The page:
Our Story

Our Story told By The Times Herald

PORT HURON, MI – September 12, 2010. Inside a 105-year-old Port Huron church, once-dusty chandeliers now sparkle. The leaking roof is patched, and holes in the walls are plugged. Fresh woodwork is in place.

Outside, neatly painted blue lines trim the newly whitewashed brickwork. Piles of debris have been hauled away.

“It was in bad shape,” the Rev. Antonio Velez Jr. said.

Velez said he hopes to fill the 100-seat church to capacity today — and then some — after canvassing the neighborhood door-to-door and inviting local dignitaries. Some of the extra lures are music, food, a fire-truck tour, a bounce house and a bicycle giveaway.

Velez, 35, of Flint is in transition himself.

He intends to move to Port Huron with his wife, Violet, and their daughters Evangelina, 7, and Esther, 6. As a complement to the church, their new home should be ready in about a week.

It has been “hard, hard work getting it together,” said John Velez, 28, of Flint, the pastor’s brother, who stood outside the church earlier this week to survey the painting job he had undertaken.

Members of the Velez family have been commuting to Port Huron from Flint for weeks during the church’s restoration. They’ve been joined by others who’ve come to feel a family connection through their faith.

For about a month, a lot of hope and sweat equity have gone into building the congregation of some 30 souls and establishing a spiritual home for them.

Just a year ago, in August 2009, Antonio Velez stood on the corner of McMorran Boulevard and Military Street, distributing fliers offering home visits for Bible study.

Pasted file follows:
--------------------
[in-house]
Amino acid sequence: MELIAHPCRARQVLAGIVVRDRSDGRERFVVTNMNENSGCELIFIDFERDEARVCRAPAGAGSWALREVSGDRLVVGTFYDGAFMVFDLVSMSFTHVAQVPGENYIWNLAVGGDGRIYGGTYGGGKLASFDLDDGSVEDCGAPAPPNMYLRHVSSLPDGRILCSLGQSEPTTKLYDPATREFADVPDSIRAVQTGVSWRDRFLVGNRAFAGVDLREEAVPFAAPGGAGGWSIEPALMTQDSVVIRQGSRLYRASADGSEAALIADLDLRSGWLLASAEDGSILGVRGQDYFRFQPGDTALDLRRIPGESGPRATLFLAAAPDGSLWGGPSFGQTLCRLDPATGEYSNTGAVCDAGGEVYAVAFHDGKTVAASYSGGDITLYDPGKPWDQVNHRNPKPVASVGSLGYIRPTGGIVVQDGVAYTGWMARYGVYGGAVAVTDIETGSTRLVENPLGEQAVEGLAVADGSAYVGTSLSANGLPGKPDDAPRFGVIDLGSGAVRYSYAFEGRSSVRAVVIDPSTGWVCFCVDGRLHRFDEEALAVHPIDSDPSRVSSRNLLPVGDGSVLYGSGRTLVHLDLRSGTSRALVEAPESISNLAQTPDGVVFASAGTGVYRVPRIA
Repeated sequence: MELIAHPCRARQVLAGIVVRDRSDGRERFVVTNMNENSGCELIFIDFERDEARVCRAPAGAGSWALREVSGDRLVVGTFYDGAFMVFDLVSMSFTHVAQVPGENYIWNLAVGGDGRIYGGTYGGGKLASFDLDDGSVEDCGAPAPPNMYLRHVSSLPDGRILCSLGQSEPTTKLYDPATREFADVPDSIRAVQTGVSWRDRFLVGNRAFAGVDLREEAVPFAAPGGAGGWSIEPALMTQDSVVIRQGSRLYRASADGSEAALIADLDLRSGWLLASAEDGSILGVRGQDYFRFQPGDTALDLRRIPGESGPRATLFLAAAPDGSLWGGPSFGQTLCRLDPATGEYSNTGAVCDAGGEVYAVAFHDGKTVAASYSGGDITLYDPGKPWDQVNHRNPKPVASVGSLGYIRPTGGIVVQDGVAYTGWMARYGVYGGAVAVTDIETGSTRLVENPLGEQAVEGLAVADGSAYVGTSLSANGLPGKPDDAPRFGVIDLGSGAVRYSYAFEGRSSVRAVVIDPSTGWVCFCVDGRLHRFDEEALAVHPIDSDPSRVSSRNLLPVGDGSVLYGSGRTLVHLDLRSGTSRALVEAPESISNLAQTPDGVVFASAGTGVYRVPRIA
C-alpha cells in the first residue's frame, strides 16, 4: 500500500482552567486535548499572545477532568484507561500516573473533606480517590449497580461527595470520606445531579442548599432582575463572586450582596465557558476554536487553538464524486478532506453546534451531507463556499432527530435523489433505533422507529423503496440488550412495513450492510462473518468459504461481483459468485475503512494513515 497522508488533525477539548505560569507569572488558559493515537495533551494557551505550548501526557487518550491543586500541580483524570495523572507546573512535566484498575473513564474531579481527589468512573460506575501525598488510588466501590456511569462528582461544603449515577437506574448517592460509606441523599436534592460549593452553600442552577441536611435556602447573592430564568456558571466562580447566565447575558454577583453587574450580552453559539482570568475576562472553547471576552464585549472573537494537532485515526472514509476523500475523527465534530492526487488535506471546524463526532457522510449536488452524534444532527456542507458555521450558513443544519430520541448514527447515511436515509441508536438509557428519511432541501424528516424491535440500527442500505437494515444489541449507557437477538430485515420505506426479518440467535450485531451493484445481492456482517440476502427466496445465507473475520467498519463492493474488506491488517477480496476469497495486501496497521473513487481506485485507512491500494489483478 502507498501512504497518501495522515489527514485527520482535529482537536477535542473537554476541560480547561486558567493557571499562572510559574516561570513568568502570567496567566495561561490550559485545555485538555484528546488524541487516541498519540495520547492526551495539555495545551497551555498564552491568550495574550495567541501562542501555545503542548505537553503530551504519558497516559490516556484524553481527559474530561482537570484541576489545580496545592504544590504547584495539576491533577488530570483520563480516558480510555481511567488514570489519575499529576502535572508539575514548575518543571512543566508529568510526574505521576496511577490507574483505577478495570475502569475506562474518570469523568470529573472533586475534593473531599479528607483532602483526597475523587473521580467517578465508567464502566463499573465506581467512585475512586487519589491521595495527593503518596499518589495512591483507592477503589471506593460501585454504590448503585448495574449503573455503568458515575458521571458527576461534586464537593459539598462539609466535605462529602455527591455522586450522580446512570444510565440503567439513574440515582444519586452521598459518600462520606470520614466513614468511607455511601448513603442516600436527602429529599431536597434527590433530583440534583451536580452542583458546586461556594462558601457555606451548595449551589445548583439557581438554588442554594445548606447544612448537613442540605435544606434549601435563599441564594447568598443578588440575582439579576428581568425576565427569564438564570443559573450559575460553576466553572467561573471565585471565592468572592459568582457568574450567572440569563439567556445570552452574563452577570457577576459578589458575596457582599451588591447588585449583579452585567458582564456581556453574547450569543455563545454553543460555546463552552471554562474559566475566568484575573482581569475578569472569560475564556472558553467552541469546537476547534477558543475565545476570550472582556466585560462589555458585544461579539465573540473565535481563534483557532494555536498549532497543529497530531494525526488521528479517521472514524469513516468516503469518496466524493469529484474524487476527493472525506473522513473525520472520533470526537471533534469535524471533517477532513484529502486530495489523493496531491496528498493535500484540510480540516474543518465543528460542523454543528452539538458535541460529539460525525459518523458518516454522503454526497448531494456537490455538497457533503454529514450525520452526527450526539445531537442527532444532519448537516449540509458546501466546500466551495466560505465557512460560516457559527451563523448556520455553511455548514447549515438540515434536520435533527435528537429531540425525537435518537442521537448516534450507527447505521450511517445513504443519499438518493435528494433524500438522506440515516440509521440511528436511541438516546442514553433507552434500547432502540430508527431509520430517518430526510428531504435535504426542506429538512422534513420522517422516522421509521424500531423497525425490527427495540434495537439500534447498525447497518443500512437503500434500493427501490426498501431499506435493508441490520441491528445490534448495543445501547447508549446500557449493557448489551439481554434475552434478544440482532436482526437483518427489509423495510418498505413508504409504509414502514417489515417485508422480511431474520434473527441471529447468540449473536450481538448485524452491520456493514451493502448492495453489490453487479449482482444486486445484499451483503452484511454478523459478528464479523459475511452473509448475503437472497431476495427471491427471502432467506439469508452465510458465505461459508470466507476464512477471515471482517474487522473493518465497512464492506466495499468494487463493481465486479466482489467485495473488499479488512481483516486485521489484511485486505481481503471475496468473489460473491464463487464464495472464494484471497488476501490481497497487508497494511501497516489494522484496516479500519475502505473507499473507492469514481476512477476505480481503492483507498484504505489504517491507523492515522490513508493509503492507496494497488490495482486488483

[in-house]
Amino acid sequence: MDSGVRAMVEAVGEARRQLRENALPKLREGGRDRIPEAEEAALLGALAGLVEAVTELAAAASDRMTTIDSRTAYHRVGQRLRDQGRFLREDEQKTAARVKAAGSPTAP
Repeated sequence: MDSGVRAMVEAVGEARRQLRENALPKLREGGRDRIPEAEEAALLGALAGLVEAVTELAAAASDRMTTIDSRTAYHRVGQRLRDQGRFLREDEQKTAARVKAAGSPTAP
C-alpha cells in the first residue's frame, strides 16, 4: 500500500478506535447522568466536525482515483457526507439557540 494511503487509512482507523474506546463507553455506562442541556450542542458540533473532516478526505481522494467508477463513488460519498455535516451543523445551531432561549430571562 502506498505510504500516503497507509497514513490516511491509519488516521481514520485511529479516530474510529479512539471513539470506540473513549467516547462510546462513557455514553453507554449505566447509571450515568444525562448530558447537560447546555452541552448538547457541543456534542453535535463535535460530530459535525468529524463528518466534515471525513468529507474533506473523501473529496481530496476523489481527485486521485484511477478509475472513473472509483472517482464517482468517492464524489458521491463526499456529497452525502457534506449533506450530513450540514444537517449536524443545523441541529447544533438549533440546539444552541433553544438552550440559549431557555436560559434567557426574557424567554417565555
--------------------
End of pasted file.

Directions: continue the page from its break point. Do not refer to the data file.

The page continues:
He found people receptive to his message. In time, Velez was providing ministerial services and counseling for more than two dozen local residents, and having religious services in his parishioners’ homes.

While working as a chaplain for the Flint office of Heartland Home Health Care & Hospice, he came to St. Clair County to visit inmates and the sick, and offer people various ministerial services –counseling, emotional support and help with alcohol and drug problems — in their homes.

“We wanted to implement what we’ve been doing in Flint,” Antonio Velez said.

Eventually, he decided his new congregation needed a more permanent base and the group began looking for a good location.

Now the membership is leasing a former Methodist Episcopal church building — built in 1905 at 24th and Moak streets — from Dave Mattocks of Fort Gratiot. The structure became available earlier this year when Jesus Lighthouse Ministries moved out.

Velez said he has received additional support from members of his home church, South Flint Tabernacle in Burton. Fifteen to 20 people pitched in to help fix up the building while he and his wife commuted from Flint about three times a week.

“It’s a very positive transformation,” he said of the work accomplished so far.

He intends to maintain the momentum of building a congregation by reaching out to the surrounding neighborhood and providing additional services, such as community dinners and assistance for homeless people.

Earlier this week, the new office at the rear of the church barely was furnished and the bookcase shelves were empty, but the space remained full of potential — and Velez said he’s poised to make it happen.

“Having a building like this,” he said, “will give us the leverage we need to fulfill our vision.”

The Times Herald